themselves weighed down with an infinite load of guilt, are implacable towards their fellow-men, and will not forgive them the smallest offences, although they have a due sense of thein, and express their sorrow for them. Persons of this monstrous disposition, should seriously consider the conclusion and application of the parable in hand. 35. So likerise shall my heavenly Father do also unto you, if ye from your hearts, that is, really, inwardHy, and not in word or tongue only, forgive not every one, however great, or rich, or powerful you may be, his brother their trespasses. A most awful threatening, which ought to strike terror into men of fierce and implacable minds. For whatever they may think, it shall in its utmost extent be executed upon all who will not be persuaded by the consideration 'of the divine mercy, fully to forgive, not their fellow-servants merely, but their own brethren and God's children, such petty trespasses as they may happen to commit against them, but afterwards are sensible of their fault; make reparation, and promise amendment. LXXV. Jesus leaves Galilee, and goes up to Jerusalem to the fourth passover by the way of Perea. Mat. xix." 1,2Mark x. 1.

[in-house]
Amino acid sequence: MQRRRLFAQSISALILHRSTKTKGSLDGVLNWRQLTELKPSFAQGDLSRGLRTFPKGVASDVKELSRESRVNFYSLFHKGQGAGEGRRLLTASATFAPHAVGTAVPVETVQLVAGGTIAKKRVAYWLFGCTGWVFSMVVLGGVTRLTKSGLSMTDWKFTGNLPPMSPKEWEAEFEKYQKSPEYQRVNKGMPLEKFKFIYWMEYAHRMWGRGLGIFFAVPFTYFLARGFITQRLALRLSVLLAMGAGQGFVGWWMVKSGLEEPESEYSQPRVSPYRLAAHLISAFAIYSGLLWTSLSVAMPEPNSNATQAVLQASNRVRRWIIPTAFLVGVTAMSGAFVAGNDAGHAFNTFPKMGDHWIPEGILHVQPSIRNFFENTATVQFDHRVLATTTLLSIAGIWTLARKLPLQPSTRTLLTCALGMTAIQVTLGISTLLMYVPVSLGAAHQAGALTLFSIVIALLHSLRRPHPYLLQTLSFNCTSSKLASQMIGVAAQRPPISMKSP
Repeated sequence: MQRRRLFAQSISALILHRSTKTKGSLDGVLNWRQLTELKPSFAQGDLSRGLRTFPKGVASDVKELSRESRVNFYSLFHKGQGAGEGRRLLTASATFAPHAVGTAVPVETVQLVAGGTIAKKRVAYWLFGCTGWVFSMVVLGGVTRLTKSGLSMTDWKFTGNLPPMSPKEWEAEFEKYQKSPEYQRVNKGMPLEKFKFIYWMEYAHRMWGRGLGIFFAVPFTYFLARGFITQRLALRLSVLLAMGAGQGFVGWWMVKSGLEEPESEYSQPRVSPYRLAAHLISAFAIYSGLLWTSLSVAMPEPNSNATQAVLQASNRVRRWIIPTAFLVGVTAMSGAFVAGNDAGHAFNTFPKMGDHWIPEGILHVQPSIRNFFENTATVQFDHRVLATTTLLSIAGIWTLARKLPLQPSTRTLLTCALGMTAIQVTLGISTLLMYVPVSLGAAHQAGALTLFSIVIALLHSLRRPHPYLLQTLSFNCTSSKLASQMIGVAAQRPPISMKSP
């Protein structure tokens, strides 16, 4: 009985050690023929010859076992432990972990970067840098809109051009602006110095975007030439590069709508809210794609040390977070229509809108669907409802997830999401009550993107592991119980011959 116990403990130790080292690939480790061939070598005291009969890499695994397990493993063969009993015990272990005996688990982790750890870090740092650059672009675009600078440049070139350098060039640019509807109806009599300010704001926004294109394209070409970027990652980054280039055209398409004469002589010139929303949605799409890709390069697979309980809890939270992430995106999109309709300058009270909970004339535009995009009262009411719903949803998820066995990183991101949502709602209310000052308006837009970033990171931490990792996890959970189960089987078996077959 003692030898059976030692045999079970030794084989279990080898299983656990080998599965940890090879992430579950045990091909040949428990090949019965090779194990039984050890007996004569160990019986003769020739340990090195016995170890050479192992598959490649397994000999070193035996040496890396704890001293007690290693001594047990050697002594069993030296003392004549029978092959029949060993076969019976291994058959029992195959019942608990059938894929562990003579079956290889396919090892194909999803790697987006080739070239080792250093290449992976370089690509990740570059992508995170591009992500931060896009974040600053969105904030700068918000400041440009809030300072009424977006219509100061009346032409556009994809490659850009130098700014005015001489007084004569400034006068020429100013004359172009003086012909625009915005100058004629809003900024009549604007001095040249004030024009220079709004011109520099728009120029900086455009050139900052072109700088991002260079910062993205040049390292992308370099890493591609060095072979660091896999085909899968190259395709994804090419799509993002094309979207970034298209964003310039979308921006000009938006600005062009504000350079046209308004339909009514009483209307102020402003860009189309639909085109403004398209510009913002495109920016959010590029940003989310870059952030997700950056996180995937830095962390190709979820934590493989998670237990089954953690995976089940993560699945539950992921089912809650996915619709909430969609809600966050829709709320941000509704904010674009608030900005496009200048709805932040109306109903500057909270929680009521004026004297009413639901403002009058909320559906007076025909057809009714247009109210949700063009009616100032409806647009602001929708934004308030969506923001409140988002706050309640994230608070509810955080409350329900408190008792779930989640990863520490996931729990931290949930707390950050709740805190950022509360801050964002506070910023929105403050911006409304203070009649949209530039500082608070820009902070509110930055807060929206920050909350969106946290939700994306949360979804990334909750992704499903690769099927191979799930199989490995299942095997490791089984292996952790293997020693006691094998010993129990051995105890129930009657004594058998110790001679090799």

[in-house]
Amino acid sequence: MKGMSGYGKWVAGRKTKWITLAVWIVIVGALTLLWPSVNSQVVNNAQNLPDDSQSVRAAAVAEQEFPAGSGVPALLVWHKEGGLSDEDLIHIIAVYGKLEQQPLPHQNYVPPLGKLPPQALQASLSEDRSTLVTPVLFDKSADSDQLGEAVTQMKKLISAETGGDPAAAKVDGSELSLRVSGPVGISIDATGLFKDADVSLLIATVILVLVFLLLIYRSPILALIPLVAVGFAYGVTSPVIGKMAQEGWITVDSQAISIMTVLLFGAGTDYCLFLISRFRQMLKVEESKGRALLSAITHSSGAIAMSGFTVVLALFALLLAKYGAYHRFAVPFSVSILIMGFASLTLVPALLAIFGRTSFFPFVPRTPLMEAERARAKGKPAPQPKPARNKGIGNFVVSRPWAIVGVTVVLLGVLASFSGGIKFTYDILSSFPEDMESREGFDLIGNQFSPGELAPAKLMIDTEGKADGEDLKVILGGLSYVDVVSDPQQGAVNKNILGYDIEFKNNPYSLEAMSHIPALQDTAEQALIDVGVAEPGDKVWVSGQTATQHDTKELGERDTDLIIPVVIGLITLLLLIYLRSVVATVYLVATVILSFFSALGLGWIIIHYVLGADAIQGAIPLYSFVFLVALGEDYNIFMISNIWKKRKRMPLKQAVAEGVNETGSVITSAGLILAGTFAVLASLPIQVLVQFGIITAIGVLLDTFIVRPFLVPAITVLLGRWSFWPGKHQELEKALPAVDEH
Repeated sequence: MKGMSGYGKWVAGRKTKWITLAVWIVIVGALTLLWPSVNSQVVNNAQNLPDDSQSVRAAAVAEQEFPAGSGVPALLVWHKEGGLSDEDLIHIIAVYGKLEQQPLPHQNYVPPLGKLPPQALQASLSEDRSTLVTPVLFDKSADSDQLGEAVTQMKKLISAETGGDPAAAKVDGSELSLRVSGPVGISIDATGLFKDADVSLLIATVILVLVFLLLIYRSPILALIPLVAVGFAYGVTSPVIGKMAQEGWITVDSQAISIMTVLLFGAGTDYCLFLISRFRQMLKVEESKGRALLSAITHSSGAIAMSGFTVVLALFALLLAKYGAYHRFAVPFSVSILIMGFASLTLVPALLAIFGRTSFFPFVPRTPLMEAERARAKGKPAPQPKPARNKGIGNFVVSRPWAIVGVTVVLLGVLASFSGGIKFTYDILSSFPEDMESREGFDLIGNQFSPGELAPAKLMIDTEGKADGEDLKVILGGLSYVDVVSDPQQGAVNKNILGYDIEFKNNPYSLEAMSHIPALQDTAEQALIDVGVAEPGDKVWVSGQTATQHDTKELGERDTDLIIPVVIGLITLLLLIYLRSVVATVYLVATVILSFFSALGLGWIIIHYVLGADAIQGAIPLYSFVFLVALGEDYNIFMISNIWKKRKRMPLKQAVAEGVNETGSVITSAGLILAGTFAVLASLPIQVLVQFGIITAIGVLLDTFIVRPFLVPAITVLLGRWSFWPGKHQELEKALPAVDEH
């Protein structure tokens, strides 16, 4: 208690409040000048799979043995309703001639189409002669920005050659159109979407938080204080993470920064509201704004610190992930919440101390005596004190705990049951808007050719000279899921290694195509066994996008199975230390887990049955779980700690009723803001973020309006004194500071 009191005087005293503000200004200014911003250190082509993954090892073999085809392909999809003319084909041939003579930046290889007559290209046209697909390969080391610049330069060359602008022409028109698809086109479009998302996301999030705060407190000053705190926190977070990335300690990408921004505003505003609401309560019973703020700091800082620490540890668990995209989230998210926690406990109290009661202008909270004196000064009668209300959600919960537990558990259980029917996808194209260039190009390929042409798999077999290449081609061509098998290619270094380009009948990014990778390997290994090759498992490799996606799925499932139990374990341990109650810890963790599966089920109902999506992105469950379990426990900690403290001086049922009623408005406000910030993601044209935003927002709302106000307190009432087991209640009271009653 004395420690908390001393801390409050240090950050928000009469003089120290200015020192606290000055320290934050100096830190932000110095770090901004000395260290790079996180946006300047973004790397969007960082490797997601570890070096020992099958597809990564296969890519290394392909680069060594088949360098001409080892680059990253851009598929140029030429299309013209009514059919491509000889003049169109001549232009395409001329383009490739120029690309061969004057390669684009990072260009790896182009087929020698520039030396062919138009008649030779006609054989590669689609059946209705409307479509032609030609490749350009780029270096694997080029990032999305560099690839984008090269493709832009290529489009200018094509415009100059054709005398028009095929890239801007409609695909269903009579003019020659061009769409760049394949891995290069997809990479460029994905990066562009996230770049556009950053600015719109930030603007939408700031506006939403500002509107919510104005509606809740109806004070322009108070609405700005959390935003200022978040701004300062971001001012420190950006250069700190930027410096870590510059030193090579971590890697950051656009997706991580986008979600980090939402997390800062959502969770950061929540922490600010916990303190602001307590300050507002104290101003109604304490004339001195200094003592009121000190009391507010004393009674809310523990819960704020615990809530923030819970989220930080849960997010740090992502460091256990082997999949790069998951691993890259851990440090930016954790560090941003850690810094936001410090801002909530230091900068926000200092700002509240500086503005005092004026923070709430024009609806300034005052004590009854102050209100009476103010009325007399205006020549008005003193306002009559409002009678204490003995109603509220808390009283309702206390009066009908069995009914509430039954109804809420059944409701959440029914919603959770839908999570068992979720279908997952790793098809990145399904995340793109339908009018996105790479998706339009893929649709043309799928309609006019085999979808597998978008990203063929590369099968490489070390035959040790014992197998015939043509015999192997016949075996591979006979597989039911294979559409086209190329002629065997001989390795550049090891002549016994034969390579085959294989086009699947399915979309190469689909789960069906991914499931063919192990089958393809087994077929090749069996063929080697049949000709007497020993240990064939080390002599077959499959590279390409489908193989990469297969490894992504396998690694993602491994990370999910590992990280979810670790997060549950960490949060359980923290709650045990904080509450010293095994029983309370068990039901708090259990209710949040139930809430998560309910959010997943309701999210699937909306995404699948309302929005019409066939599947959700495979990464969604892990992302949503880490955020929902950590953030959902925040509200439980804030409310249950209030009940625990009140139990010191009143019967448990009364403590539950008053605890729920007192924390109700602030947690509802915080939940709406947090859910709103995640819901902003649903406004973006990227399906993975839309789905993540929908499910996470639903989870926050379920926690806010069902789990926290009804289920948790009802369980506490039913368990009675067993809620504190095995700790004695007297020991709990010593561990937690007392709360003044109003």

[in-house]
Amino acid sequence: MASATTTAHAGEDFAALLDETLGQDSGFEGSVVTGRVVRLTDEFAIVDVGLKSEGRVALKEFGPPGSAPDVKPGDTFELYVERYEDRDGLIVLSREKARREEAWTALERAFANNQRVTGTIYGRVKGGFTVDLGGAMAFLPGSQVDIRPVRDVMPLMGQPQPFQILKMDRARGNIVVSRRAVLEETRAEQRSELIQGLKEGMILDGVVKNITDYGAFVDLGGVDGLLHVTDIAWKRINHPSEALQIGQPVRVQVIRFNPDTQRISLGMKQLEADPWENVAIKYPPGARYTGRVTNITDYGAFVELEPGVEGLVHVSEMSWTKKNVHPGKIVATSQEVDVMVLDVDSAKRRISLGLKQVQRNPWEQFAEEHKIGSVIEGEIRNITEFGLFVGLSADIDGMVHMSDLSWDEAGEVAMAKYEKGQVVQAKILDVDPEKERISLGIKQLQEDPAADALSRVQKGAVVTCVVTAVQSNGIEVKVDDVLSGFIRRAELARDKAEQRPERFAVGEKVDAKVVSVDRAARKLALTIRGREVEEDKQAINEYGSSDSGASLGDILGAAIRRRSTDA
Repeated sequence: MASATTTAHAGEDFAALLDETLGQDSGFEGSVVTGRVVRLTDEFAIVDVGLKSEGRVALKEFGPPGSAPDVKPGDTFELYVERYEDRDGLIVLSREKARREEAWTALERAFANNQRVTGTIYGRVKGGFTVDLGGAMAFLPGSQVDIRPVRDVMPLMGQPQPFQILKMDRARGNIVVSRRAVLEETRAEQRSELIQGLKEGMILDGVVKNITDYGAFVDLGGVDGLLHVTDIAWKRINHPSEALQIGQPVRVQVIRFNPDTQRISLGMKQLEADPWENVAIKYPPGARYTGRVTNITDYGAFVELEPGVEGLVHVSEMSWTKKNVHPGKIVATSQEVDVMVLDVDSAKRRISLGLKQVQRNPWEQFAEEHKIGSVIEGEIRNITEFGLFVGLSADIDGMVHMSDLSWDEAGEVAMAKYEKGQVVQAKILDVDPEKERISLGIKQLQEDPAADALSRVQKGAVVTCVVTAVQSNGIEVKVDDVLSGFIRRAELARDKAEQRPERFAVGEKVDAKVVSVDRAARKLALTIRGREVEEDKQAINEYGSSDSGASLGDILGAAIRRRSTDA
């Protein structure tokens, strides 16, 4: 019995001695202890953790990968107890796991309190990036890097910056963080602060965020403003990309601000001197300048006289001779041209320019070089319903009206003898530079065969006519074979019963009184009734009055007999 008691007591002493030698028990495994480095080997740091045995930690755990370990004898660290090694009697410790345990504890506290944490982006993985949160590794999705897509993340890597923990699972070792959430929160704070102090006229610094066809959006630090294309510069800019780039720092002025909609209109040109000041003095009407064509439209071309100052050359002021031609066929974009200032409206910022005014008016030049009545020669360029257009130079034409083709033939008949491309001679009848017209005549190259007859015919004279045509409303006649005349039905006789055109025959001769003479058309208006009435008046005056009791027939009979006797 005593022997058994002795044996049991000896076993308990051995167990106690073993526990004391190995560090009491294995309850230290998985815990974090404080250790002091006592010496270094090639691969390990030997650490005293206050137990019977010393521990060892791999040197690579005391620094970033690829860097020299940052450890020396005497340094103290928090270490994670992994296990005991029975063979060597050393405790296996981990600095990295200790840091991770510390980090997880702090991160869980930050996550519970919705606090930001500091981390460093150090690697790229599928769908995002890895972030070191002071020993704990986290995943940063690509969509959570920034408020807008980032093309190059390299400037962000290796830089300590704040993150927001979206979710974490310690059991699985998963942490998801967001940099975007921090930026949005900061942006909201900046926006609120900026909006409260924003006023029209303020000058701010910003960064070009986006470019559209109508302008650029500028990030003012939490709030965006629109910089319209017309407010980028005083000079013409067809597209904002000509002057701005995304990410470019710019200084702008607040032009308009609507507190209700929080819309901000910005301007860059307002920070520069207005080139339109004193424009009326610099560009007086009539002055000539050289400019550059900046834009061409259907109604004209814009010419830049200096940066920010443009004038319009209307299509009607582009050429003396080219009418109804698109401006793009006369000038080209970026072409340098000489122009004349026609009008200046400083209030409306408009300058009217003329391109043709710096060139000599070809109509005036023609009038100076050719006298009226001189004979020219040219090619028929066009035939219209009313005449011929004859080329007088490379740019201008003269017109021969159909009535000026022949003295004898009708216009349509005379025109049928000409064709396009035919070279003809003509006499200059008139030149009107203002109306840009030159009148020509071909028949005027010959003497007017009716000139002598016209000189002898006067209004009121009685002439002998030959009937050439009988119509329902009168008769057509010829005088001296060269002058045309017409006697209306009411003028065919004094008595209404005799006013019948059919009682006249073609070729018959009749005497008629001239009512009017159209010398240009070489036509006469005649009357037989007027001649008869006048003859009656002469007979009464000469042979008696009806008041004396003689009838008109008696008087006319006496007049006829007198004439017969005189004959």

AFTER delivering the parable of the servant debtors, our Lord went into Judea. Matt. xix. 1. And it came to pass that when Jesus had finished these sayings, he departed from Galilee, and came into the coasts of Judea beyond Jordan. Properly speak ing, no part of Judea was on the farther side of Jordan; for though after the Jews returned from the captivity, the whole of their land was called Judea, especially by foreigners who happened to mention their affairs, it is certain that in the gospels, Judea is always spoken of as a particular division of the country. We may therefore reasonably suppose that Matthew's expression, *** **r sus tu eque ens ludzigas tugev logoare, is elliptical; and may supply it from Mark thus, And came into the coasts of Judea, due of nigay 7 logdars, through the country beyond Jordan. For Mark says expressly, x. 1. xox1.Tey ayesas sgXiTch6 155 ta ogrce ins Isdzies di ngar Tu lopours, And he arose from thence, and came into Judea by the farther side of Jordan, by Perea, see on John ix. 39.9 84. In this journey, our Lord passed through the country beyond Jordan, that the Jews living there might enjoy the bene fit of his doctrine and miracles. Matt. xix. 2. And great multitudes followed him, namely from Galilee into Perea, and he heal. ed them there. Mark x. 1. And the people resort unto him again, viz. the inhabitants of Perea, for Mark speaks of them chiefly, and as he was wont, he taught them again. At this time our Lord seems to have travelled quickly through Perea in his way to Judea. For though the people now resorted to him in great crowds, we cannot froin that circumstance infer that he staid long